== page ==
1. Partly shared memory

Hi,

Is it possible to have memory that is shared in two variables until a perticular part of the memory changes, in which case only the memory (bytes) that changes get allocated but is only visible to one of the variables?

Example:

You load a bitmap into memory and create two pointers to the colorbytes. The pointers will then share the same memory. Lets say I then change a few bytes in one of the variables... is there a good way to then only have the changed bytes visible to one of the pointers while still sharing the rest of the bytes?

I realize you can't do it with simple pointers like that but perhaps you get the idea.

2. one variable is a pointer/reference and the other is a value.

3. Originally Posted by m37h0d
one variable is a pointer/reference and the other is a value.
Sounds good but how would it be implemented... are you saying it is very simple? If the pointer points to the value then changing the value changes all that the pointer points to as well right?

4. You'd need two copies of the bitmaps and then do a diff of them.

5. Wouldn't something like this work?

Code:
```int numColors = 1000;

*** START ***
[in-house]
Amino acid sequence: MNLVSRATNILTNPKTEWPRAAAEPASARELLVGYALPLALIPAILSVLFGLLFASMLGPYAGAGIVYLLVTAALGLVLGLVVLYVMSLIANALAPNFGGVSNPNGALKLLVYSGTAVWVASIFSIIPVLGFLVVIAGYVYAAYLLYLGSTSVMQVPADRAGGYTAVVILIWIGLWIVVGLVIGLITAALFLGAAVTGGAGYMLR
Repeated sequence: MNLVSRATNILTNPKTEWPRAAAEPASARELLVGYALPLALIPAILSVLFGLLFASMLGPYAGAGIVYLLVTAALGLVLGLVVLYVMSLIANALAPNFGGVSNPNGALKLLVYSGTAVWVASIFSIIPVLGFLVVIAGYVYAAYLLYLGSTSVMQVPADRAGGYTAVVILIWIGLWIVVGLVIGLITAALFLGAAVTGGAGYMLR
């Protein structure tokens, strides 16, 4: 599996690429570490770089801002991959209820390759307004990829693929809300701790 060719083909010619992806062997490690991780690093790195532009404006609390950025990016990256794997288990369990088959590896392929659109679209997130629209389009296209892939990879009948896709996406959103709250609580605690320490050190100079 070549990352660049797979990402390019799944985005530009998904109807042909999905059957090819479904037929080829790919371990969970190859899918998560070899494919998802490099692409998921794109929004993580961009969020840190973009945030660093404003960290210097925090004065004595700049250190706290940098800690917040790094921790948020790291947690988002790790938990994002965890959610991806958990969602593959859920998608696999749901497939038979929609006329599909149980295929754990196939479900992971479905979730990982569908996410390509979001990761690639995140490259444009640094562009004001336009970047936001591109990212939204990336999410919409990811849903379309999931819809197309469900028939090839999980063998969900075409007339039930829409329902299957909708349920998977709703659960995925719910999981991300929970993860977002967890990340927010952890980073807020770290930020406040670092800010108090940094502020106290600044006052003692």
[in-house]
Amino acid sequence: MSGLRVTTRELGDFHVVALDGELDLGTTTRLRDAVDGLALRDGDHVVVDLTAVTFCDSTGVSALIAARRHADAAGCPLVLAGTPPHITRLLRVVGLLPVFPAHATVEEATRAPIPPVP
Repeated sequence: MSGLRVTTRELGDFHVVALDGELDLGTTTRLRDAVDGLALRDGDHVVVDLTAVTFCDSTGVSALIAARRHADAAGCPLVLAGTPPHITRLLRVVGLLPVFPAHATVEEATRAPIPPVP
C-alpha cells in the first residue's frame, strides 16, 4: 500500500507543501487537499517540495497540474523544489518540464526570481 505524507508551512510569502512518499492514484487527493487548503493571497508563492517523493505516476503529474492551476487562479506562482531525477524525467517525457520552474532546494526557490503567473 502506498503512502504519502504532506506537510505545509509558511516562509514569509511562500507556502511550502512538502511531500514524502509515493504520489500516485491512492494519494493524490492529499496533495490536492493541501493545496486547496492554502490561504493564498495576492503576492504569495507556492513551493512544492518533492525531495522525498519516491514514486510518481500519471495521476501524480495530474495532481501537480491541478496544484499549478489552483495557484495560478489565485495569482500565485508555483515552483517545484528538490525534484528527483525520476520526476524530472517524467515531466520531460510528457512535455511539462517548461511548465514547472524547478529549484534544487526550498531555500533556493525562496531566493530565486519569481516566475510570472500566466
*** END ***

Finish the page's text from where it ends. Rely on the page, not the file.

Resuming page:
COLOR* colors1 = (COLOR*)malloc(4 * numColors);
COLOR** colors2 = new COLOR*[numColors]; //Array of pointers to pointers
for (int i=0;i<numColors;i++)
{
colors2[i] = &colors1[i];
}
//The variables now share the same memory?

//Then later on allocate new memory only for changes like this?
COLOR* b = new COLOR();
colors2[40] = b;```
How much memory does an array of pointers take up?(how many bytes per pointer)

6. Originally Posted by DrSnuggles
Sounds good but how would it be implemented... are you saying it is very simple? If the pointer points to the value then changing the value changes all that the pointer points to as well right?
use one bitmap* (or bitmap&) and one bitmap. it sounds like you're confusing yourself by trying to subvert the concept of pointers.

7. hmm it seems that sizeof a pointer is == sizeof(int) so in my example the array of empty pointers(color2) would take up just as much memory as color1 which holds variables of type COLOR class which is 4 bytes each. So no gain at all by using an array of pointers to pointers it seems.

m37h0d - I don't understand how you mean I should be able to alter part of one variable without also changing the other variable like that, if they start out sharing the same memory. Please explain a bit more.

8. Trying to implement copy-on-write?

How about something like 1 pointer for, 10 or 100 elements? Increasing the block size will decrease the memory consumed by the pointers (and as you have pointed out, using a block size of 1 means no gain at all), but increasing the block size will waste memory when only, say, 1 element of the block is modified (the whole block has to be copied).

9. Originally Posted by cyberfish
Trying to implement copy-on-write?